BEIRUT — Saudi Arabia said last week that Iranians would be able to participate in this year’s hajj pilgrimage to the holy cities of Mecca and Medina, a rare bright spot in relations between the two regional rivals.
No Iranian pilgrims attended the hajj last year because of deepening tensions between Iran and Saudi Arabia. Iranian participation in the pilgrimage had become yet another flash point in their sectarian and strategic conflict.
The tensions have risen in recent years as they have supported opposite sides in conflicts in Syria, Yemen, Bahrain and elsewhere. Saudi Arabia, ruled by a Sunni Muslim monarchy, accuses Iran of weakening Arab states by funding militias. Iran, a revolutionary Shiite state, accuses Saudi Arabia of spreading an intolerant interpretation of Islam that has fed terrorism and endangered minorities.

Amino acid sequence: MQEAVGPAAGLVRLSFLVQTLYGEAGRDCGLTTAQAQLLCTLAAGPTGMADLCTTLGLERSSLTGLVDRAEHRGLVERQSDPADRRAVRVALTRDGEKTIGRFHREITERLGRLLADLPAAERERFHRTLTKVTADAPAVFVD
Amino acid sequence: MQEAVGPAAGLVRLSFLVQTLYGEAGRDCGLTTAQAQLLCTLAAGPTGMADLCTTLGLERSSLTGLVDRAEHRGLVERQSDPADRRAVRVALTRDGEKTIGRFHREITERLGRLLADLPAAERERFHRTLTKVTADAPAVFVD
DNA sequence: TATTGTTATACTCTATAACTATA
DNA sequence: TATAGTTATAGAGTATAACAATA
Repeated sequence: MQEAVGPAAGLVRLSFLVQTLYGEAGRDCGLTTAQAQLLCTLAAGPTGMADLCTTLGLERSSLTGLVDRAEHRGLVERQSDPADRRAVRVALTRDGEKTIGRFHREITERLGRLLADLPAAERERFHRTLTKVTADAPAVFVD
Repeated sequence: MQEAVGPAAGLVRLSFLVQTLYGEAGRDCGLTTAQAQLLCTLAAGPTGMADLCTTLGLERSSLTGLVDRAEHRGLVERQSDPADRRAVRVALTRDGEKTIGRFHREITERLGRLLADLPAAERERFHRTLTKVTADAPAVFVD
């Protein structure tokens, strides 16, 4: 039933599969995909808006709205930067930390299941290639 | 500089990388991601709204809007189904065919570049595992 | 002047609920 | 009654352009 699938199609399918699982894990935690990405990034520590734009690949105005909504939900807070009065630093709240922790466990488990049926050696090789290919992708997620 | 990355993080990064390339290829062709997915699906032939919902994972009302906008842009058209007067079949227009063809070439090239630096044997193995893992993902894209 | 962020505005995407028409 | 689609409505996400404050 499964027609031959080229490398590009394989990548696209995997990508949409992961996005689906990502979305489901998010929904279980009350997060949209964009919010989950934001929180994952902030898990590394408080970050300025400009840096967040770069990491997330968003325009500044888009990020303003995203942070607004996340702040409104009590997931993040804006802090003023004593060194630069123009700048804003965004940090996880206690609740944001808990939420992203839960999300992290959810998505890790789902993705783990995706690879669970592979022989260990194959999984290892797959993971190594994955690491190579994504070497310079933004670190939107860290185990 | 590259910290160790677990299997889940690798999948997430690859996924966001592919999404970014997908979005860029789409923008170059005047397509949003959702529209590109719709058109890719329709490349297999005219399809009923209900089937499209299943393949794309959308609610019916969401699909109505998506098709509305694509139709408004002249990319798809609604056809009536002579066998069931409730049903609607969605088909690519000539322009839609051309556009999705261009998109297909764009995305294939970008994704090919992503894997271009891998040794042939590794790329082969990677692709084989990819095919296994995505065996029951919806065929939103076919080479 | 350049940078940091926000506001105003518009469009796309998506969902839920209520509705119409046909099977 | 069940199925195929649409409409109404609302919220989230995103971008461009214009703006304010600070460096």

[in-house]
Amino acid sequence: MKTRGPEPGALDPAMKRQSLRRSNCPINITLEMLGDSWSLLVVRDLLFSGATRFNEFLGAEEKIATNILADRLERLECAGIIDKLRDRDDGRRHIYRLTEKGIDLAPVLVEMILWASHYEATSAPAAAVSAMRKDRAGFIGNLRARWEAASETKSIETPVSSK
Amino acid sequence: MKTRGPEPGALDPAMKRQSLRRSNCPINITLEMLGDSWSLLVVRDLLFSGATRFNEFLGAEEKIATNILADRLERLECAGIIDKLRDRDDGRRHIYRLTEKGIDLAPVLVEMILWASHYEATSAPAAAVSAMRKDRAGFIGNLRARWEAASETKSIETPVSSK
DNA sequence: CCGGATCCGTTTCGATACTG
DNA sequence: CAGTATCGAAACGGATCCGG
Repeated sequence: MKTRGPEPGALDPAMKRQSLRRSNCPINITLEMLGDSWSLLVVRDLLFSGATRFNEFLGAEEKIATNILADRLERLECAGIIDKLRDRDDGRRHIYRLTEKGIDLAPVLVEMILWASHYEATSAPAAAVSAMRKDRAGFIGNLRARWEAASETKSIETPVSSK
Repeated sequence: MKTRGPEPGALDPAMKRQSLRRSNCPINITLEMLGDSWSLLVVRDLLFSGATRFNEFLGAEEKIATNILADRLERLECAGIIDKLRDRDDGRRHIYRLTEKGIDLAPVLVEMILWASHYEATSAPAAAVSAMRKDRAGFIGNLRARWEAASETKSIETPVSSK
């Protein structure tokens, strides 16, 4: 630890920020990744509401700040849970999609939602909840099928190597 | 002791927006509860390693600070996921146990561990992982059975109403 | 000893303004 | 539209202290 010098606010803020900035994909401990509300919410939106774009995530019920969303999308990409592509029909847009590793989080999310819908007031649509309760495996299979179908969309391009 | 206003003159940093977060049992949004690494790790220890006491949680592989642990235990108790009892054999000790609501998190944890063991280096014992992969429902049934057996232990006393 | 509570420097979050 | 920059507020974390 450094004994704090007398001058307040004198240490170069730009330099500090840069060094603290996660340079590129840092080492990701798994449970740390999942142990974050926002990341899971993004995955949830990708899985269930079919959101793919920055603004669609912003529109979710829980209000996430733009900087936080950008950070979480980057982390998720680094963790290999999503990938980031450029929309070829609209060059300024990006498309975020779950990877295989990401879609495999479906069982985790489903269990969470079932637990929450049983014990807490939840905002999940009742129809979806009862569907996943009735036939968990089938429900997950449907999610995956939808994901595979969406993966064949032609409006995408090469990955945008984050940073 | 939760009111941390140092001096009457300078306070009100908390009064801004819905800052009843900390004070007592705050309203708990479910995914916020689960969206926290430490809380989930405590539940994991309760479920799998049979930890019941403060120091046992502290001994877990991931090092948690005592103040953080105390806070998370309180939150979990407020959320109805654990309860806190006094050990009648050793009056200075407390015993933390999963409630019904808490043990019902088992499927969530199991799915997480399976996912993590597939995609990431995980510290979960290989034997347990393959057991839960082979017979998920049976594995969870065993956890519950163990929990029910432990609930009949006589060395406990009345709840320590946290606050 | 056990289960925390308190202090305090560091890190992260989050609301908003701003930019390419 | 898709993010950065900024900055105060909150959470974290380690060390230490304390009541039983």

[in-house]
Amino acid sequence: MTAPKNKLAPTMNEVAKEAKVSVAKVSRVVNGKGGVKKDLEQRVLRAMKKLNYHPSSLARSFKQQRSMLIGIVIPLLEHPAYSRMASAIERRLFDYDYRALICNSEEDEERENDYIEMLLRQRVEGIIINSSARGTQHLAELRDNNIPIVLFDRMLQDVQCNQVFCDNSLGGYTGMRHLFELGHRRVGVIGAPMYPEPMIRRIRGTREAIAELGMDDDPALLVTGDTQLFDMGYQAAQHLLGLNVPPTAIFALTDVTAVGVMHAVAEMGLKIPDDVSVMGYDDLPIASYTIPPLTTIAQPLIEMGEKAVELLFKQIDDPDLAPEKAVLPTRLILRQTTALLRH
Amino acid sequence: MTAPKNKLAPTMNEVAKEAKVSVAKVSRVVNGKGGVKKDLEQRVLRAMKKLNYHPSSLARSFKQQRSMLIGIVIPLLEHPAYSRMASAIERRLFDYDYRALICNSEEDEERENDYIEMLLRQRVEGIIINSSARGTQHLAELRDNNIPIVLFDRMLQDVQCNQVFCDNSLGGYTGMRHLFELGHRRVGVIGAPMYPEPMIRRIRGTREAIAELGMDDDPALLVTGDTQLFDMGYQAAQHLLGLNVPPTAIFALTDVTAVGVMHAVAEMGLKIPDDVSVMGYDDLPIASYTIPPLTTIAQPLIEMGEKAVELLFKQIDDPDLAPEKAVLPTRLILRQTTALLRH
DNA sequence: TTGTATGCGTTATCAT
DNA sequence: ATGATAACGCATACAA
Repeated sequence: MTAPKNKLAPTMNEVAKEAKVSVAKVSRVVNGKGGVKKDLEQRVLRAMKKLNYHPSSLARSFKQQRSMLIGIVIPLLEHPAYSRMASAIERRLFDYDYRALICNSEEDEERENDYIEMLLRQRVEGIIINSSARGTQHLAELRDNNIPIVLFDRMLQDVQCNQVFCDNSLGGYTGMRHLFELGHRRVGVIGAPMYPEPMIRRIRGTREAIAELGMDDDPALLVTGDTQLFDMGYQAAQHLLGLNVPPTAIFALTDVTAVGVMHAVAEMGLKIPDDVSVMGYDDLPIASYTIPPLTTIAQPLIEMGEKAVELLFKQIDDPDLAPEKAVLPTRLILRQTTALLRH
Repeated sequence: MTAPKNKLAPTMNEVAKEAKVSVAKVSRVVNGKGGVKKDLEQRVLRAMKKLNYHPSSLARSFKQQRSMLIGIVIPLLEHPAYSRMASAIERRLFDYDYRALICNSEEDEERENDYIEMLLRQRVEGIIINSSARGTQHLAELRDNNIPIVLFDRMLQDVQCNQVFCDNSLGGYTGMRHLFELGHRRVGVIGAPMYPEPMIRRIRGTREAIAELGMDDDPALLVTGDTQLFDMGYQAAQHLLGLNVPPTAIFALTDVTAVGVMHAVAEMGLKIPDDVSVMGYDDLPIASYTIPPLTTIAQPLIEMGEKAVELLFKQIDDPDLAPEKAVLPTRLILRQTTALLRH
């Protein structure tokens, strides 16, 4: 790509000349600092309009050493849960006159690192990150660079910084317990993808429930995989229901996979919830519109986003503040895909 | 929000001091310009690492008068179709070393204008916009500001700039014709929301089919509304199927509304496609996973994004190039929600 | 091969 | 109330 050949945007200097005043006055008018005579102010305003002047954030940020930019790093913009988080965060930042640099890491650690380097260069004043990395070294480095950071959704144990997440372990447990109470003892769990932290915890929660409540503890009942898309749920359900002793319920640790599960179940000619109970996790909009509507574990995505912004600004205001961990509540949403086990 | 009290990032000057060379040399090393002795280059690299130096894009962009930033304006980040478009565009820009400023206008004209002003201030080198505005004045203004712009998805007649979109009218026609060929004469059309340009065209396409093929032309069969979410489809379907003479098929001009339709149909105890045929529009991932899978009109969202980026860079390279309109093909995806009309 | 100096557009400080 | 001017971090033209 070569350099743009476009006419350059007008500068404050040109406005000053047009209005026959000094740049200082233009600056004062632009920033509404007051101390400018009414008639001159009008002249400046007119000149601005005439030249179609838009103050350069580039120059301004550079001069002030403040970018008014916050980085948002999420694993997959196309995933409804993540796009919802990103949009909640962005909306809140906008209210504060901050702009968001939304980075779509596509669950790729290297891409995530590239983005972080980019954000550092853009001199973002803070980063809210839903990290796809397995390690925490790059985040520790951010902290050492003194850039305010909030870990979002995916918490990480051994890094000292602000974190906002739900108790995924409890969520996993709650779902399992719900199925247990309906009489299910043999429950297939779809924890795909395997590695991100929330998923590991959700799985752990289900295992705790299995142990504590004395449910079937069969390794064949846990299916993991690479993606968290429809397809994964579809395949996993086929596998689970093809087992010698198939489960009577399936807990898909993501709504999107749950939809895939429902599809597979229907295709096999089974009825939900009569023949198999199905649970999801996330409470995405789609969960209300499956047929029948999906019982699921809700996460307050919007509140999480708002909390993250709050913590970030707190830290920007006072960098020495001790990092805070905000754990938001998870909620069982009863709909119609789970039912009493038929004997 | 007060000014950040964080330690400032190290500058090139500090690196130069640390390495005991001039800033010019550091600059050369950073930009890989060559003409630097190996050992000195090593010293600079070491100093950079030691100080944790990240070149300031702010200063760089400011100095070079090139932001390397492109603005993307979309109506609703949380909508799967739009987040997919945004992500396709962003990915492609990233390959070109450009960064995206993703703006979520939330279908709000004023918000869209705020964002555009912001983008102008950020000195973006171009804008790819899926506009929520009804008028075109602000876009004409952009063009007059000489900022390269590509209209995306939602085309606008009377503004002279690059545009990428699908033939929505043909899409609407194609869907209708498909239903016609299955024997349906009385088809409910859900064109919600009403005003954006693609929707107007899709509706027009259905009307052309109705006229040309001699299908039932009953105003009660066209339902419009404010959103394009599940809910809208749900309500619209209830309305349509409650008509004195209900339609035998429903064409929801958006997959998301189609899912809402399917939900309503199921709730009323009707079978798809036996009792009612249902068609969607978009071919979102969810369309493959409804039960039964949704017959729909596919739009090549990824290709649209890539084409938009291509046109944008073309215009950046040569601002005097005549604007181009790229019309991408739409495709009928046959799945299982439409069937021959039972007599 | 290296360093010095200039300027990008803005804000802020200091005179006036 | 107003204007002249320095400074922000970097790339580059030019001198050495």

Relations between the countries worsened after the 2015 hajj, when a human crush killed more than 2,400 pilgrims, including more than 464 Iranians. Iranian leaders, including Ayatollah Ali Khamenei, accused Saudi Arabia of mismanaging the holy sites and called on the world’s Muslims to reconsider Saudi control of them.
Saudi Arabia said the crush happened because pilgrims went the wrong way down a one-way passage but has never provided a detailed explanation.
Last year, Saudi Arabia broke off diplomatic relations with Iran after rioters stormed the Saudi Embassy in Tehran while protesting Saudi Arabia’s execution of Nimr al-Nimr, an outspoken Shiite cleric who had criticized the Saudi royal family.
But in recent months, officials from the two countries have met to discuss Iranian participation in this year’s hajj, leading to Friday’s announcement that Iranian pilgrims could return.